‘Marketing is always a big initiative for us at Hilton. I’ve had success and failures. There have been times when I’ve said I’m going to keep marketing in this area – I’m eventually going to get these folks to buy in. A decade later and that just hasn’t happened. And then I’ve had investors I’ve spent probably three years trying to convince, and might even have internally received feedback saying, Just let that go. But I kept at it and eventually wound up turning that round, which has resulted in some of our large investors, so I feel good about that.

‘But I think better collection and analysis of data could help you avoid some of those failures where you’re flying all over the world, convinced that some market is going to come to fruition and it doesn’t. I think it’s about better use of technology to gauge investor sentiment – specifically as it relates to targeted marketing and the changing dynamic of the investor landscape – and how that can be used to your advantage.’

Joseph Underwood, IR manager at Tennessee-based retail giant Tractor Supply Company, also says AI is going to play a pivotal role in the coming year.

‘AI is probably going to be a big play in it, [more specifically] how we harness that technology for productivity gains, but also [how we keep] pace with the investment community because it’s putting so much time and effort into it,’ he says.

Underwood highlights the critical important of shaping the company narrative moving forward as a second big theme over the next 12 months. In this context, he emphasizes the US investment community’s intense scrutiny of the macro environment, shifting consumer behavior and governmental impact on regional companies.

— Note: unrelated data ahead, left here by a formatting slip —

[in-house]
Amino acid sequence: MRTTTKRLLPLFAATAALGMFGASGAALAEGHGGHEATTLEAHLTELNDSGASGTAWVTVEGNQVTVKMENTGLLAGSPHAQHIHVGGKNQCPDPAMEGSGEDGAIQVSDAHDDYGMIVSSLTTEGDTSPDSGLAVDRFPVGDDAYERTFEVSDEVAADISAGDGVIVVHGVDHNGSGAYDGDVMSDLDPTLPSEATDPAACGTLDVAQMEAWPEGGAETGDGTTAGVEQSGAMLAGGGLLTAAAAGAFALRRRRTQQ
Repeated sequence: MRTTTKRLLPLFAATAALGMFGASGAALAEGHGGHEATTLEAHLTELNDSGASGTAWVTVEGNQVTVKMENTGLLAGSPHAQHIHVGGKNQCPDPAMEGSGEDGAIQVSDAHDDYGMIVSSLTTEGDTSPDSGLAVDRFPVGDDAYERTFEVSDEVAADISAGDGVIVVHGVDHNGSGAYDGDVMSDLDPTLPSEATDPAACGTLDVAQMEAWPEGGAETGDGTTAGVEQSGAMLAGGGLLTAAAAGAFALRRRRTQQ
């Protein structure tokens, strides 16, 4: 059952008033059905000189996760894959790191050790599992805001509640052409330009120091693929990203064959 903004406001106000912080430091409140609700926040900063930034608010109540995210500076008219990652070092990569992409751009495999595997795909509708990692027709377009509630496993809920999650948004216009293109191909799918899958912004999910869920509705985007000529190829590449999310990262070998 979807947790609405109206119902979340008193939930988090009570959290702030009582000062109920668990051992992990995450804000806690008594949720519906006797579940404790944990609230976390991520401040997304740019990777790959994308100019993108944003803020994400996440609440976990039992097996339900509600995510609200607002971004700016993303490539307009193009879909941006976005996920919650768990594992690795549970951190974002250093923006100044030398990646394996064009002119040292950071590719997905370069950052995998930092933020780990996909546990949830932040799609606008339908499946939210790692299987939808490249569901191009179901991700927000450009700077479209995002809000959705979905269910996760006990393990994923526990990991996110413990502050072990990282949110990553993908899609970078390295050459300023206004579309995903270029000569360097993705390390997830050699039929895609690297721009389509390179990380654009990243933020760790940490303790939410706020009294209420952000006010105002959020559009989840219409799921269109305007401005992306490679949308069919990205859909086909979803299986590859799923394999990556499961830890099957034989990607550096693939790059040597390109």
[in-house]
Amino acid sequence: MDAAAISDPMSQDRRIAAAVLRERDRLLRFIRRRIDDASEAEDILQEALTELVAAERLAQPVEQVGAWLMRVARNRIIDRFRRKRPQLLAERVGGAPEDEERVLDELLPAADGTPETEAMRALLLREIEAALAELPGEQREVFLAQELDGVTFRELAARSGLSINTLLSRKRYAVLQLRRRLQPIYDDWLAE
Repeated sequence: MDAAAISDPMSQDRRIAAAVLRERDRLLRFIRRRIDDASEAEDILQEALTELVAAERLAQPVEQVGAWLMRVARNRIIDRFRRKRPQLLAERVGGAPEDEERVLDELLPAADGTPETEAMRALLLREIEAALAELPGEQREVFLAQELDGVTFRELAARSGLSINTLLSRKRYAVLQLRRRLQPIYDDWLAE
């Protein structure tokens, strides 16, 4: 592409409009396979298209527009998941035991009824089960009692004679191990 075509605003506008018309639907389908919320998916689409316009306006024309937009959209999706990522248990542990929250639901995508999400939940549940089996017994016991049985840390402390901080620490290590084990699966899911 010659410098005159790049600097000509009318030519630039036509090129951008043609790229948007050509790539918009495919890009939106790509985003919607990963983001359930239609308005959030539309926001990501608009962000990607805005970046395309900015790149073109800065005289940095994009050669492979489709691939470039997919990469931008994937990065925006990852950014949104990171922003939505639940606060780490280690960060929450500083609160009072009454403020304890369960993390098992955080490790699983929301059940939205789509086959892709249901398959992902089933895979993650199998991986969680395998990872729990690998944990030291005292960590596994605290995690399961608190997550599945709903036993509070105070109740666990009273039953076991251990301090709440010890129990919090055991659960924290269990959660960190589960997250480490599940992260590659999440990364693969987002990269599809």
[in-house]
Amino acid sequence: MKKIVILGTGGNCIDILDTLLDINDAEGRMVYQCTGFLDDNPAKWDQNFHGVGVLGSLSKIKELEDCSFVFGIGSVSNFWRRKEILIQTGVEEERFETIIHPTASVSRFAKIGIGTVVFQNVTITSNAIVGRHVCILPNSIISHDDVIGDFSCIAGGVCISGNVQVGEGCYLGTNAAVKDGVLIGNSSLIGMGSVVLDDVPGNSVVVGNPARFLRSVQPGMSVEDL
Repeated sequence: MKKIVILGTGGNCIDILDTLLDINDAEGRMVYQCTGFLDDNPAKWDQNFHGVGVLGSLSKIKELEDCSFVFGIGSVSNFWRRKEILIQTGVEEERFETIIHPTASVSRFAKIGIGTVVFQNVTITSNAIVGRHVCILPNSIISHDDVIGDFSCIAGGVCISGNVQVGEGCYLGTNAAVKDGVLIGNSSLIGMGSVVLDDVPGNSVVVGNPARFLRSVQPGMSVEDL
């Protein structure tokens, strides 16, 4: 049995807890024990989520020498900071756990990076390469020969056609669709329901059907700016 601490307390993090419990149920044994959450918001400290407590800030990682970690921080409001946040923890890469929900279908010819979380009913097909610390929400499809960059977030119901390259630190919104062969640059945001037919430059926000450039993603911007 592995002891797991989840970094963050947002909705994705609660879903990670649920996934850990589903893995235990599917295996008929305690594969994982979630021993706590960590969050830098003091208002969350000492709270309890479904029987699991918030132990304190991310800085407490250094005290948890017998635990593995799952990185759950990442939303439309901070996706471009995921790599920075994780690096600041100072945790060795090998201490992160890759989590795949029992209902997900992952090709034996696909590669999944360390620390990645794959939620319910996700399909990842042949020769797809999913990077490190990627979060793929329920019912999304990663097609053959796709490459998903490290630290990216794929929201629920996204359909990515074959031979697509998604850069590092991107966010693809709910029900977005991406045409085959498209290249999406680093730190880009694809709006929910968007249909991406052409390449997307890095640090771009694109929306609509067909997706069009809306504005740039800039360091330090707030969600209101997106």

‘I think a lot of IR professionals are going to be trying to figure out how to [shape up the message in] 2024 because it is going to be a unique year not only with the macro environment but also with it now being an election year,’ he notes.

Anthony Palma, adjunct professor at the Fordham University School of Law and the Gabelli School of Business, foresees three pivotal themes steering the IR landscape in 2024.

He believes AI will continue to take center stage, particularly its adoption and ethical implementation, making it a key focus this year. He also highlights medical innovation as a significant space where there are ‘so many potential breakthroughs’. Lastly, Palma underscores the impact of deglobalization encompassing the disruption across international trade, capital flows and immigration.

Professional development

For Oskar Yasar, managing partner at London-based firm Broome Yasar, this year is all about IR continuing to push boundaries.

‘I don’t want to generalize because there are some really powerful and ambitious IROs out there, but [some of them] still think their role is just to communicate when the company reports or the accounts are finalized,’ he tells IR Magazine. ‘Actually [it] should be more than just delivering, [IR] should be part of the conversation: you should be at the top table when a decision is being made.’

While acknowledging an increase in IROs at executive tables compared with the past, Yasar emphasizes the need for further advancement. ‘I think 2024 should be an opportunity where people should first realize the importance of their role – it’s going to be another exciting year for IR,’ he says.

Smooch Repovich Rosenberg, founder and CEO of Smooch Unplugged, says IROs should not neglect their skillsets. ‘I think the predominant theme for 2024, and even beyond, will be a focus on intangible leadership attributes,’ she explains. ‘One specific tangible skill I believe to be critical is executives’ ability to be flexible and pivot in the moment.

‘The IR role is that of being a key adviser to management and the board and you have to be able to think quickly on your feet. So gone are the days when an IRO could be stuck in this linear track of, We have to do this in order to do the next thing. You have to have that flexibility in thinking and ability – I think that’s going to be a continuous theme in 2024 and beyond.’

Garnet Roach

An award-winning journalist, Garnet Roach joined IR Magazine in October 2012, working on both the editorial and research sides of the publication. Prior to entering the world of investor relations, her freelance career covered a broad range of...